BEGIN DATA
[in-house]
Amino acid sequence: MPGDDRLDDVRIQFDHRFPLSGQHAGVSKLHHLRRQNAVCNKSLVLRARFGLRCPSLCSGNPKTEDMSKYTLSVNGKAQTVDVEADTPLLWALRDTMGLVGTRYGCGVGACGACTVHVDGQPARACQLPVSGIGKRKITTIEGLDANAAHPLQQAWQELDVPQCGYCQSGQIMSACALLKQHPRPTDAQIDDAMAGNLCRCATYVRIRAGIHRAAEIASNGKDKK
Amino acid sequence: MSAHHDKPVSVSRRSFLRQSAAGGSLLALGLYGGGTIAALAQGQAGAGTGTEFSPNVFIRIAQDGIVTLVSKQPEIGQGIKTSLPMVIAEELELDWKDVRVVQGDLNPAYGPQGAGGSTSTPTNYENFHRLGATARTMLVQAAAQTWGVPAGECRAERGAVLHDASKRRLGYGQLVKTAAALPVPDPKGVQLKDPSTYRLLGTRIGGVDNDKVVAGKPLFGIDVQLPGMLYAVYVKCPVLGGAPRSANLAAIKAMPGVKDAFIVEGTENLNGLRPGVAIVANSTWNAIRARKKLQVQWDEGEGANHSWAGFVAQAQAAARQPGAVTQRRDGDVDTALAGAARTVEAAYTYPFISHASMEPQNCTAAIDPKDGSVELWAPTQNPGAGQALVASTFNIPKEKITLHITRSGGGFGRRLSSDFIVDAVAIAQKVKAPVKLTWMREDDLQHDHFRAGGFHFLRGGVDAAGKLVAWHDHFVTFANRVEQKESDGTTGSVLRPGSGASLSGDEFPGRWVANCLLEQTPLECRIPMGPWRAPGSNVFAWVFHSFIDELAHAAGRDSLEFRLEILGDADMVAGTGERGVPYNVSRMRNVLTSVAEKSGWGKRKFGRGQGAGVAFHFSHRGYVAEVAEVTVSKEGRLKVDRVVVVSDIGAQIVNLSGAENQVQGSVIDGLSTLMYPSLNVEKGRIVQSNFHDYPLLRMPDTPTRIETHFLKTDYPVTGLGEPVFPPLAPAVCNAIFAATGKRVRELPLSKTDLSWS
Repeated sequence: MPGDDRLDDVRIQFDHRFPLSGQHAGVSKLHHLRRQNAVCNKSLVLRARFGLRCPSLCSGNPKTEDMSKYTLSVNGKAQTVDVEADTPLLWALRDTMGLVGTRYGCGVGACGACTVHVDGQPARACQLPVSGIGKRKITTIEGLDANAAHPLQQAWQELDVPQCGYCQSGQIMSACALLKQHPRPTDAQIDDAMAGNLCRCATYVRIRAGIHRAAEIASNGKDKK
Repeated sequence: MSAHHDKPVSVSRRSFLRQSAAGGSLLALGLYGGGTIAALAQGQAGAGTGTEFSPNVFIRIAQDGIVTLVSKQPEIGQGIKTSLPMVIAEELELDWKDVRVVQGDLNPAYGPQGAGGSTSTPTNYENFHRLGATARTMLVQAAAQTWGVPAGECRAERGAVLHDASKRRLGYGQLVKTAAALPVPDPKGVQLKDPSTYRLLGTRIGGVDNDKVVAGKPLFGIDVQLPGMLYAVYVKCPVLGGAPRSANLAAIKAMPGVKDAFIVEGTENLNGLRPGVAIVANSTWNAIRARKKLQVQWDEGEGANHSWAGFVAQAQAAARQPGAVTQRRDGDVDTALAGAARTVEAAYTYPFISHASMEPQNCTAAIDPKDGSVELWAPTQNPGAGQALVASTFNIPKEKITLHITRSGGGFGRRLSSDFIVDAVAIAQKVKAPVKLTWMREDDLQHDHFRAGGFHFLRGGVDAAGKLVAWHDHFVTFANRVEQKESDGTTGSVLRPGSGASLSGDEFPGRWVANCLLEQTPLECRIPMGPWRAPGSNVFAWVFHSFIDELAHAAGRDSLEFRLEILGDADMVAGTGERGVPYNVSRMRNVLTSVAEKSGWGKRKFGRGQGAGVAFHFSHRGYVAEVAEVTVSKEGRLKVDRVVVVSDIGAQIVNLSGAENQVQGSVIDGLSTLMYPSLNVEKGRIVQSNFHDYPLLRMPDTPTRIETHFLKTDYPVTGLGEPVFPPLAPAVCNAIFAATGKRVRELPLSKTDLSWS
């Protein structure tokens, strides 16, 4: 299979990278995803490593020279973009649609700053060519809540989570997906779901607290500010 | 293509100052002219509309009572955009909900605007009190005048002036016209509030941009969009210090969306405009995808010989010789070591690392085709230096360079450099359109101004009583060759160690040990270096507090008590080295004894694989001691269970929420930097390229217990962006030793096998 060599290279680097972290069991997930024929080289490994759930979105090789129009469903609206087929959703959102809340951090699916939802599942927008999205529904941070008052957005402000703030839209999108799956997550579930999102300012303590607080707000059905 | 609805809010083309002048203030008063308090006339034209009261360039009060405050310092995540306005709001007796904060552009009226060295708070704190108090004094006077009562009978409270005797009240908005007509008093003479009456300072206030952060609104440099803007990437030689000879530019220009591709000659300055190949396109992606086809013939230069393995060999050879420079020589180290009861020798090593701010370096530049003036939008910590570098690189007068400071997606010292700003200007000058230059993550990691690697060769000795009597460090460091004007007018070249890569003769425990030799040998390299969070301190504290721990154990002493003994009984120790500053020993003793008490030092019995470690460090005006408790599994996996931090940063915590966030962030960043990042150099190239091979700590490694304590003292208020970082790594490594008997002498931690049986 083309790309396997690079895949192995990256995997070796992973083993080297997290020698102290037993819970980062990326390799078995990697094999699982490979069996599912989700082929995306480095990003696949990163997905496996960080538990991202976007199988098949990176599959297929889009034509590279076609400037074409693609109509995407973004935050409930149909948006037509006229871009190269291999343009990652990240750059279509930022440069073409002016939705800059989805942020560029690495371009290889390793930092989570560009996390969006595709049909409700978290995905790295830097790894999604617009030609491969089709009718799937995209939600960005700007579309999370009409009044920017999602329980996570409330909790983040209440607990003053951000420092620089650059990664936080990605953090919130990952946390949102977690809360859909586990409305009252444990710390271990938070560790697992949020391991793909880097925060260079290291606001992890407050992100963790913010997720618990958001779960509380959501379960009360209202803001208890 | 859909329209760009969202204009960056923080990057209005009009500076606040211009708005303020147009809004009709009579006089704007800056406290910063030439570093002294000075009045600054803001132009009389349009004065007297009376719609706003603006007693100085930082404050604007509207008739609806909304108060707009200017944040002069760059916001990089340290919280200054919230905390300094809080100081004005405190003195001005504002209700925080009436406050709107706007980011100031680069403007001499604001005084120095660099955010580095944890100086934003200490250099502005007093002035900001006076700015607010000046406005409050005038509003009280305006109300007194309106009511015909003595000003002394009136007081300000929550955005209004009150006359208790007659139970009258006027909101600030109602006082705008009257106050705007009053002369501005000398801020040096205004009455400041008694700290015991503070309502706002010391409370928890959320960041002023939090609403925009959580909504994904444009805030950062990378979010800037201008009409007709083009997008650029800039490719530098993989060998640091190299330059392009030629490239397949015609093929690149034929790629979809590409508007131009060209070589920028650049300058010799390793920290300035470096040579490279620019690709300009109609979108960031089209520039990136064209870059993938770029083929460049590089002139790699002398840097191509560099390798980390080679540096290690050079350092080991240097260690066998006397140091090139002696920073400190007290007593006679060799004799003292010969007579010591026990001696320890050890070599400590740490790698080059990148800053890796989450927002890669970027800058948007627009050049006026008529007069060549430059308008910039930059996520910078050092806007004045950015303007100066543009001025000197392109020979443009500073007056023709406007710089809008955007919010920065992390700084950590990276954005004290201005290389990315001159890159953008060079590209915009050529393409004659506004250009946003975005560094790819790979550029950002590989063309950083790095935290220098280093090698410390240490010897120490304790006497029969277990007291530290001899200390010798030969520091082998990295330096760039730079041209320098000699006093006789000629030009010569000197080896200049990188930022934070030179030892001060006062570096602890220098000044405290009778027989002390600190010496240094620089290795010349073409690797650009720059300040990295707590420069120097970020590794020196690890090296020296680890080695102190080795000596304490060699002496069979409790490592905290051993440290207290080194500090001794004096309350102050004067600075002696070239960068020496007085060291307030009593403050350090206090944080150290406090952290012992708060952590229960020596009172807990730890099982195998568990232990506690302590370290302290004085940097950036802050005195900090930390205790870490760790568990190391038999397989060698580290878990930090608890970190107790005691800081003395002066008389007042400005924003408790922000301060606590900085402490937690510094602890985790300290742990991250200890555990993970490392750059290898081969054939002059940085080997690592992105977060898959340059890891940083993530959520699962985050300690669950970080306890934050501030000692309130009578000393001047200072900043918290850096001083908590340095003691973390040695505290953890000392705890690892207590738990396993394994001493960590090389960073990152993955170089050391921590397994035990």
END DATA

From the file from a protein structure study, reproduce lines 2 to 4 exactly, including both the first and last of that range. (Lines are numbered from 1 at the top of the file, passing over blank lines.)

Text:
Amino acid sequence: MPGDDRLDDVRIQFDHRFPLSGQHAGVSKLHHLRRQNAVCNKSLVLRARFGLRCPSLCSGNPKTEDMSKYTLSVNGKAQTVDVEADTPLLWALRDTMGLVGTRYGCGVGACGACTVHVDGQPARACQLPVSGIGKRKITTIEGLDANAAHPLQQAWQELDVPQCGYCQSGQIMSACALLKQHPRPTDAQIDDAMAGNLCRCATYVRIRAGIHRAAEIASNGKDKK
Amino acid sequence: MSAHHDKPVSVSRRSFLRQSAAGGSLLALGLYGGGTIAALAQGQAGAGTGTEFSPNVFIRIAQDGIVTLVSKQPEIGQGIKTSLPMVIAEELELDWKDVRVVQGDLNPAYGPQGAGGSTSTPTNYENFHRLGATARTMLVQAAAQTWGVPAGECRAERGAVLHDASKRRLGYGQLVKTAAALPVPDPKGVQLKDPSTYRLLGTRIGGVDNDKVVAGKPLFGIDVQLPGMLYAVYVKCPVLGGAPRSANLAAIKAMPGVKDAFIVEGTENLNGLRPGVAIVANSTWNAIRARKKLQVQWDEGEGANHSWAGFVAQAQAAARQPGAVTQRRDGDVDTALAGAARTVEAAYTYPFISHASMEPQNCTAAIDPKDGSVELWAPTQNPGAGQALVASTFNIPKEKITLHITRSGGGFGRRLSSDFIVDAVAIAQKVKAPVKLTWMREDDLQHDHFRAGGFHFLRGGVDAAGKLVAWHDHFVTFANRVEQKESDGTTGSVLRPGSGASLSGDEFPGRWVANCLLEQTPLECRIPMGPWRAPGSNVFAWVFHSFIDELAHAAGRDSLEFRLEILGDADMVAGTGERGVPYNVSRMRNVLTSVAEKSGWGKRKFGRGQGAGVAFHFSHRGYVAEVAEVTVSKEGRLKVDRVVVVSDIGAQIVNLSGAENQVQGSVIDGLSTLMYPSLNVEKGRIVQSNFHDYPLLRMPDTPTRIETHFLKTDYPVTGLGEPVFPPLAPAVCNAIFAATGKRVRELPLSKTDLSWS
Repeated sequence: MPGDDRLDDVRIQFDHRFPLSGQHAGVSKLHHLRRQNAVCNKSLVLRARFGLRCPSLCSGNPKTEDMSKYTLSVNGKAQTVDVEADTPLLWALRDTMGLVGTRYGCGVGACGACTVHVDGQPARACQLPVSGIGKRKITTIEGLDANAAHPLQQAWQELDVPQCGYCQSGQIMSACALLKQHPRPTDAQIDDAMAGNLCRCATYVRIRAGIHRAAEIASNGKDKK